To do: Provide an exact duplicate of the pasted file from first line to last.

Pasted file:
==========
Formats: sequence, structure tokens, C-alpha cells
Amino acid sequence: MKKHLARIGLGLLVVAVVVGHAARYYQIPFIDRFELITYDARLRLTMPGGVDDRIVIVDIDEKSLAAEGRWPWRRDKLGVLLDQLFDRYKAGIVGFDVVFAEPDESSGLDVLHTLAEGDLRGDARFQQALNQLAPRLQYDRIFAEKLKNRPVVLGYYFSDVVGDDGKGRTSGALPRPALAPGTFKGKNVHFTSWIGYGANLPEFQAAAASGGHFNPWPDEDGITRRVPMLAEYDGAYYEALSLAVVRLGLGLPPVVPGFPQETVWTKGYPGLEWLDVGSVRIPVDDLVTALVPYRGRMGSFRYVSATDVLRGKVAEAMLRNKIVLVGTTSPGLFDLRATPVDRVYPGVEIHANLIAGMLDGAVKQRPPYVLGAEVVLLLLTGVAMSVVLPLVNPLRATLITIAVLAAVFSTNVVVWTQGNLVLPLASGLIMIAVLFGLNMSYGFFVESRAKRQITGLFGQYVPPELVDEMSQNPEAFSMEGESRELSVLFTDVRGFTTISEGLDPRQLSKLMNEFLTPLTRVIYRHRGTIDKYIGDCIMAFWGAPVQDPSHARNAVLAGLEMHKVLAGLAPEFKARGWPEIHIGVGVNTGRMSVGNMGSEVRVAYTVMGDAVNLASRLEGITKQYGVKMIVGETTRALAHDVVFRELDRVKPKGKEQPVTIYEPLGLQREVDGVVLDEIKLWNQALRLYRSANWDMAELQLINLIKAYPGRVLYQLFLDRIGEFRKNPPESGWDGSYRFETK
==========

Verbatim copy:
Formats: sequence, structure tokens, C-alpha cells
Amino acid sequence: MKKHLARIGLGLLVVAVVVGHAARYYQIPFIDRFELITYDARLRLTMPGGVDDRIVIVDIDEKSLAAEGRWPWRRDKLGVLLDQLFDRYKAGIVGFDVVFAEPDESSGLDVLHTLAEGDLRGDARFQQALNQLAPRLQYDRIFAEKLKNRPVVLGYYFSDVVGDDGKGRTSGALPRPALAPGTFKGKNVHFTSWIGYGANLPEFQAAAASGGHFNPWPDEDGITRRVPMLAEYDGAYYEALSLAVVRLGLGLPPVVPGFPQETVWTKGYPGLEWLDVGSVRIPVDDLVTALVPYRGRMGSFRYVSATDVLRGKVAEAMLRNKIVLVGTTSPGLFDLRATPVDRVYPGVEIHANLIAGMLDGAVKQRPPYVLGAEVVLLLLTGVAMSVVLPLVNPLRATLITIAVLAAVFSTNVVVWTQGNLVLPLASGLIMIAVLFGLNMSYGFFVESRAKRQITGLFGQYVPPELVDEMSQNPEAFSMEGESRELSVLFTDVRGFTTISEGLDPRQLSKLMNEFLTPLTRVIYRHRGTIDKYIGDCIMAFWGAPVQDPSHARNAVLAGLEMHKVLAGLAPEFKARGWPEIHIGVGVNTGRMSVGNMGSEVRVAYTVMGDAVNLASRLEGITKQYGVKMIVGETTRALAHDVVFRELDRVKPKGKEQPVTIYEPLGLQREVDGVVLDEIKLWNQALRLYRSANWDMAELQLINLIKAYPGRVLYQLFLDRIGEFRKNPPESGWDGSYRFETK